2014 Offseason, 2014-15 Season, Transactions

Report: Wolves give guaranteed deal to Glenn Robinson III


The Minnesota Timberwolves have a numbers issue at the moment, but it looks to be a pretty good one. Adrian Wojnarowski of Yahoo Sports is reporting that the Wolves and second round pick Glenn Robinson III have agreed to a guaranteed deal. Robinson was selected 40th in the 2014 draft and puts the Wolves at 16 players with guaranteed deals and 18 players overall.

Kyrylo Fesenko and Brady Heslip are the two players with non-guaranteed deals for the upcoming season. They’ll come to training camp and be casualties of a crowded roster. But even then, the Wolves have 16 players for 15 spots. That leads to us wondering which player will be the next to go via a trade or a buyout. The top candidate for either is J.J. Barea, which is probably best for all parties involved. Wolves fans can’t stand him because he was asked to play outside of his proper role and failed enough in the process. Barea’s ability (and yes, he has positive abilities for a team) is wasted on a team looking to rebuild and would be much better suited as a scoring spark plug off the bench for a contending team, much like we saw in Dallas.

Barea is owed $4.5 million in the final year of a four-year deal he signed with the Wolves back in 2011, following a championship with the Mavericks. Typically, buyouts for players rest somewhere in that 80% of the money owed range and allow the player to become a free agent and sign with any team that is willing to have him. This seems like the most probable scenario because the Wolves would have zero leverage in a trade and would probably have to give up a second round pick in the process to get rid of him. If you can trade him and get a trade exception back in return, you do it but not if it means giving up a draft pick of any sort (unless it’s heavily protected). The buyout would save the Wolves money (assuming it isn’t for the full amount, which rarely happens), but it wouldn’t improve their cap situation at all.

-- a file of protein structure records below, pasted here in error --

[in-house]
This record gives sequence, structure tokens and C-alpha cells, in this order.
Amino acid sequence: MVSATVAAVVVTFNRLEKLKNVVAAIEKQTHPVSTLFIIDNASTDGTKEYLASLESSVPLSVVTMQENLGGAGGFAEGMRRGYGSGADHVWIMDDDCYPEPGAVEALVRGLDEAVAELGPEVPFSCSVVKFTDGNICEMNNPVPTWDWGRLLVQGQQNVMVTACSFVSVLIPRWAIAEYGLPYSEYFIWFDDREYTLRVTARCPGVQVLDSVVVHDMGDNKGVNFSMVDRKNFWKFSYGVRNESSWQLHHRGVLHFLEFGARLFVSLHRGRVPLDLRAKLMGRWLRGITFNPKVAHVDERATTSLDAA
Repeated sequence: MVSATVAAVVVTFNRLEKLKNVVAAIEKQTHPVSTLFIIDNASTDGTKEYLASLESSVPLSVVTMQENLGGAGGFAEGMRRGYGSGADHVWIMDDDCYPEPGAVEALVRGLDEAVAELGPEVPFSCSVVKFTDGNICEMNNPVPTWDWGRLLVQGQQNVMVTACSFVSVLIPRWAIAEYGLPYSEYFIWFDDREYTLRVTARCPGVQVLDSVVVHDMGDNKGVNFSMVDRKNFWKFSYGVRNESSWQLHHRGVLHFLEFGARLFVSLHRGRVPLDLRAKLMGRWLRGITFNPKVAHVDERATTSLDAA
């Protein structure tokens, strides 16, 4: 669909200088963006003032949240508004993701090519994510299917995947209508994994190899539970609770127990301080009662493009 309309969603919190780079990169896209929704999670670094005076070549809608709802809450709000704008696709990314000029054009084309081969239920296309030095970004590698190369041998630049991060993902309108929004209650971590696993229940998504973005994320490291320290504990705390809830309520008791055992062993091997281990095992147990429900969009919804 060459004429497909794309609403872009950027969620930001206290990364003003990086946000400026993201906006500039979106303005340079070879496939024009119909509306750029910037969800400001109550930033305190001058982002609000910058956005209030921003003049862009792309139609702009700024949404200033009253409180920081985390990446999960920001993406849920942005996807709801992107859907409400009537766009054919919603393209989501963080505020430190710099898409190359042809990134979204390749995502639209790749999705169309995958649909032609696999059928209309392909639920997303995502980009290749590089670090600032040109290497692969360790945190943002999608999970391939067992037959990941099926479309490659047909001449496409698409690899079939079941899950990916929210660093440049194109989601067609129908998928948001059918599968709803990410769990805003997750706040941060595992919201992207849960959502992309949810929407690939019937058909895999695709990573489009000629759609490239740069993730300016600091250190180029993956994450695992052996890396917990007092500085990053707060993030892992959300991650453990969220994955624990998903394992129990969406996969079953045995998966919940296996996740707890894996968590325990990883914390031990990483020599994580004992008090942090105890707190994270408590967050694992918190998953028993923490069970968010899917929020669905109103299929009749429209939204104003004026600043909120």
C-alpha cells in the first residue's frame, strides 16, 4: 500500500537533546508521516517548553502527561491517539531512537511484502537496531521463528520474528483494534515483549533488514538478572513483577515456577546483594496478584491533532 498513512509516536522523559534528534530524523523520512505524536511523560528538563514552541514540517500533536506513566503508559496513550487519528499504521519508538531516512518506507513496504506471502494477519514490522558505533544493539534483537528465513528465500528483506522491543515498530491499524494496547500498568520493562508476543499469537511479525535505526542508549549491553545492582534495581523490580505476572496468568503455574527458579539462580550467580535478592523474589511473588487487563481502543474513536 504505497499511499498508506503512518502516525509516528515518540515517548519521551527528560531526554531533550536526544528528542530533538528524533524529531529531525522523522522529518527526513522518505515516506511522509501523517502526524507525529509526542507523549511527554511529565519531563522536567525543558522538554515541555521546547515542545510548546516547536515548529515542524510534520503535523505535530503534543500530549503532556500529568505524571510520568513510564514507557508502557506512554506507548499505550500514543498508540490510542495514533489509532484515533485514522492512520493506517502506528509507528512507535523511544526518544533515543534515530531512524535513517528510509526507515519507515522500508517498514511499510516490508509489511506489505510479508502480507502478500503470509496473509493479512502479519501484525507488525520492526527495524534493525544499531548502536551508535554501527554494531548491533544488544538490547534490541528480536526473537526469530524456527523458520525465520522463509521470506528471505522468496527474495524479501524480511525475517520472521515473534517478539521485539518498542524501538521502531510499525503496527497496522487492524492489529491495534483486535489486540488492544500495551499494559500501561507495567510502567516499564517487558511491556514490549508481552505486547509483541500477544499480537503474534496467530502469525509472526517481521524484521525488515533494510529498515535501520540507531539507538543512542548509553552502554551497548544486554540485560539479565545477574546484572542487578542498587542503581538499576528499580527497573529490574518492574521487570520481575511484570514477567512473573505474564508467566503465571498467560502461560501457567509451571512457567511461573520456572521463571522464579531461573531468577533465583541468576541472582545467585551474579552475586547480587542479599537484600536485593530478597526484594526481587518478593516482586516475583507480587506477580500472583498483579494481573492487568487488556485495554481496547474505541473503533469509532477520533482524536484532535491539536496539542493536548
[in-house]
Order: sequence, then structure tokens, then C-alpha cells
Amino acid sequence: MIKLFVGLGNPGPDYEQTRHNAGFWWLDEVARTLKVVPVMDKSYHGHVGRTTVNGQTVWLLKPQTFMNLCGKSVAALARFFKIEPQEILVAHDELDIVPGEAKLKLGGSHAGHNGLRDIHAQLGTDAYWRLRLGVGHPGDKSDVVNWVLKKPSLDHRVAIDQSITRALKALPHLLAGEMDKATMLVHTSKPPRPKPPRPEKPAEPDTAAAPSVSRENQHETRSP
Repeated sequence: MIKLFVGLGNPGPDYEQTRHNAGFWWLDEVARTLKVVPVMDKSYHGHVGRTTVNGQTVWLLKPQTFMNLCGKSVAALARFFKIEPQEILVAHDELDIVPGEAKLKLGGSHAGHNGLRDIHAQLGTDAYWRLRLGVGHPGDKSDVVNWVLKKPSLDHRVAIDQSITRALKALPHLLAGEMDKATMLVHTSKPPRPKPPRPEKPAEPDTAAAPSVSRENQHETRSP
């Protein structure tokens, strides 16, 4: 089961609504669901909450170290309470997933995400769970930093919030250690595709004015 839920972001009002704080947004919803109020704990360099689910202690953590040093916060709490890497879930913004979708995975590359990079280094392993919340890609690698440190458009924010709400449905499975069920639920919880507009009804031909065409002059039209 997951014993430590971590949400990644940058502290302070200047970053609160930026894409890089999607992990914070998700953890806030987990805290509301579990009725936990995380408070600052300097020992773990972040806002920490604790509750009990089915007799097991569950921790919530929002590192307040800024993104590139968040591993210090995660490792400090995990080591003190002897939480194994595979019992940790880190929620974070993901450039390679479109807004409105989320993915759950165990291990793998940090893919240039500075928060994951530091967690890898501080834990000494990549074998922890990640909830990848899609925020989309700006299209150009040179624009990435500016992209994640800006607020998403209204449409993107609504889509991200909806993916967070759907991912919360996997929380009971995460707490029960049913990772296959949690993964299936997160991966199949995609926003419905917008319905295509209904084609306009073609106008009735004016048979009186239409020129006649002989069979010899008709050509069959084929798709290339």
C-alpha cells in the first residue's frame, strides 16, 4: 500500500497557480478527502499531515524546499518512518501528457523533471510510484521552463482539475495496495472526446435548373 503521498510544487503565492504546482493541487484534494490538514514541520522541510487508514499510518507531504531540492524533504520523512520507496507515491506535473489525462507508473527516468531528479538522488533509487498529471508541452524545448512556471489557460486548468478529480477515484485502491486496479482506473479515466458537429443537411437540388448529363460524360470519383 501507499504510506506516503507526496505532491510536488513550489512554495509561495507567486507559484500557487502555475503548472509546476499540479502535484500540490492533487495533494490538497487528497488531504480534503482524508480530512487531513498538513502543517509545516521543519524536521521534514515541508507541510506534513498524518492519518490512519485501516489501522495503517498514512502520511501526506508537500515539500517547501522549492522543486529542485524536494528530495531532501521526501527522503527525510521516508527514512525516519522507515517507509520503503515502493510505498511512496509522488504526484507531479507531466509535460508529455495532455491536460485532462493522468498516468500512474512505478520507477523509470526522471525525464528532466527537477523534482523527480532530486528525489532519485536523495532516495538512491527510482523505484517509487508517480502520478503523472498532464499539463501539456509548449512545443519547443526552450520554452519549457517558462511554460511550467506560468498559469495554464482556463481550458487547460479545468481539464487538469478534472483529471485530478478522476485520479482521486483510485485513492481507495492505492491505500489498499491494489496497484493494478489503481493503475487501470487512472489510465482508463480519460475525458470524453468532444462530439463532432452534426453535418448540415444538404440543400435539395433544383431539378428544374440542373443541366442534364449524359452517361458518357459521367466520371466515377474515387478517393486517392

As for Robinson, it’s great news to know he’ll be fully entrenched with the Wolves this coming season. We could see him spend quite a bit of time in the D-League with Fort Wayne, and really that’s where he should go for most of the year. The Wolves have a bevy of options at the wing positions, which need to be cut down a little bit by the end of next offseason. Let’s take a quick look at a rough draft of the depth chart for the Wolves: